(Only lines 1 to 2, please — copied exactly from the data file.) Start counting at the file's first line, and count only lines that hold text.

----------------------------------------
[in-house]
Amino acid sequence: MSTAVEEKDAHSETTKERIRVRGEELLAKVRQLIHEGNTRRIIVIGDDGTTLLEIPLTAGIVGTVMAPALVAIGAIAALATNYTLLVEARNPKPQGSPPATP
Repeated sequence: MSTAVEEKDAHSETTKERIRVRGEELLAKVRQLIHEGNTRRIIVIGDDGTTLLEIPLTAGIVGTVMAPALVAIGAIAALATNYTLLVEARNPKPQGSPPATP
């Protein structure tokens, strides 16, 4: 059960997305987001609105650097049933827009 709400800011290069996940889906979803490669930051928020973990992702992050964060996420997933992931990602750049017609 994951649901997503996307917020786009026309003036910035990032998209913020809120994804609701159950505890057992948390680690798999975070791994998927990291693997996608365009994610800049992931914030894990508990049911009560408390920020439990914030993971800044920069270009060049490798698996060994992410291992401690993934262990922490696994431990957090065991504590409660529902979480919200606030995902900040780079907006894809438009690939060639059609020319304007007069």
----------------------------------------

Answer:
[in-house]
Amino acid sequence: MSTAVEEKDAHSETTKERIRVRGEELLAKVRQLIHEGNTRRIIVIGDDGTTLLEIPLTAGIVGTVMAPALVAIGAIAALATNYTLLVEARNPKPQGSPPATP